Now contemplate this high cassette momentum with a RD cage that does not spring back freely due to the pivot being sticky. That lower run of chain is not adequately tensioned due to the pivot issue, and at higher speeds, the RD cage is not doing the job it is supposed to do.

So put these components and conditions together:

  1. Poorly functioning RD cage with lack of spring tension (especially on the smaller cogs), and possibly a dragging freehub as well
  2. High cassette momentum (large diameter cassette) while pedaling at high speed (big ring, small cogs)

As long as firm tension is maintained on the top run of the chain, it should not bounce significantly. However, if the rider is not pedaling well throughout the pedal stroke (pedaling squares instead of circles), or standing on the pedals (much harder to maintain power through the dead spots without specifically training to minimized the dead spots), there will parts of the pedal stroke that may allow the top run of the chain to slacken due to the momentum of the cassette exacerbated by the lack of tension in the RD cage. With the poorly functioning RD cage tension, a bouncing top run of chain can occur.

Fixing the rear derailleur pivot to return it to freely springing through the full range, should solve most of the bouncing chain while pedaling issue. Checking that the freehub is not dragging is also important. If these two items are in top working order, the top run of chain should stay in reasonable tension enough that the chain will not bounce, even with a inefficient pedal stroke with major dead spots. Fixing the source of the problem will eliminate the need for additional band-aids to be implemented as the drivetrain will work as designed. In addition, working on smoothing out ones' pedal stroke to minimize dead spots will do a lot for the performance they can achieve while riding, and that applies regardless of a bouncing chain or not.

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  • I had an Ultegra 6800 SS rear derailleur that had a sticky pivot for the cage that would not retract completely, leaving no chain tension when in the smallest cassette cogs. I CAREFULLY disassembled the pivot, cleaned and re-greased it, and it is still working great to this day.
    – Ted Hohl
    Oct 17, 2023 at 6:36
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    This problem of cassette inertia is well known on MTBs, and can cause derailments on flat terrain if the clutch is disabled (because it's possible to ride faster on flat terrain). That being said, my experience with it is that the derailments happen at the front, not the rear. Overall, I concur that checking the pivot should be the priority (especially if the derailleur is under warranty), that would be the most consistent considering that it was working fine initially (a 2x setup should work without clutch - on my funbike I have disabled the clutch, despite the 11/42 cassette)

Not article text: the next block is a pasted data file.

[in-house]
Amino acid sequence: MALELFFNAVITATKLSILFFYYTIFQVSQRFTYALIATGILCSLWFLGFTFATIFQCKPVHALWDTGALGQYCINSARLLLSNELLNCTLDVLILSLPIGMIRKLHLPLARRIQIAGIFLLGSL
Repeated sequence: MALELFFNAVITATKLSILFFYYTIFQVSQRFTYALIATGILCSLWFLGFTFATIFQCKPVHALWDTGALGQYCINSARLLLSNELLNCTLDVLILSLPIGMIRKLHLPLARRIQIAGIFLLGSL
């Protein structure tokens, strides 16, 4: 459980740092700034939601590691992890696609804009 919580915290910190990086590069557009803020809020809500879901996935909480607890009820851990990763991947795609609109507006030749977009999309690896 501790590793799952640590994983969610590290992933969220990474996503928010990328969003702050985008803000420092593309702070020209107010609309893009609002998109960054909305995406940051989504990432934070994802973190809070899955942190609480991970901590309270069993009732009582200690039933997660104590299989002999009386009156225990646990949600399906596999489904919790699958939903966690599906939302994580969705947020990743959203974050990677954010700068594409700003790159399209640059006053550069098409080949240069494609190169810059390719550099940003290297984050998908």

– Renaud
    Oct 17, 2023 at 7:18
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The cage of the GRX 815 DR has holes for two different spring tension settings. The spring was originally mounted to the softer one. I changed it to be mounted to the second hole. This noticeably increased the tension, and the chain runs much smoother than before. I could bring the b-gap back to around 6mm, which further improved the shifting.

It also didn’t help that the first hole was slightly worn, which meant that the tension spring did not immediately engage when the derailleur cage moved forward. So this was likely the real culprit.

enter image description here

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    Nice find. The location of the spring engagement will resolve your issue, and since you have it apart, a little cleaning and fresh light grease will keep its movement fluid. You may be to remove some of your band-aids you were making to your drivetrain (e.g., FD positioning) if your bouncing chain is resolved. Even more improvements in shifting are possible getting those back in spec.
    – Ted Hohl
    Oct 17, 2023 at 23:17
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A "thinking outside the box" possible cause could be a harmonic issue with the rear wheel. Since you have already swapped out the chain, cassette, crankset without resolution, it may be that the wheel/tire/sealant (assuming tubeless) at the wheel speed when in the 48 on the front and the small cogs in the back is creating a harmonic vibration that is manifested in the chain at those higher speeds. Tire sealant can dry out some in one location within a tire and create an imbalance that would not be there when the tire is fresh with new sealant. Possibly trying a different rear wheel to test this theory would prove or disprove it.

In addition, is there any play in the freehub, or is the freehub misaligned? Testing using a different wheel (different freehub) would also test this possibility.

Granted, these are not the first things one would think of to resolve this (I have never seen a physically maligned freehub, so that is really a shot in the dark), but you have covered a lot of ground already with your troubleshooting, hence, trying to think outside the box here.

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    Wow, thank you @TedHohl for these suggestions. I am in fact planning on visiting a friend that has a 11-36 cassette on his wheel tomorrow to try exactly this :)
    – jonatans
    Oct 14, 2023 at 5:34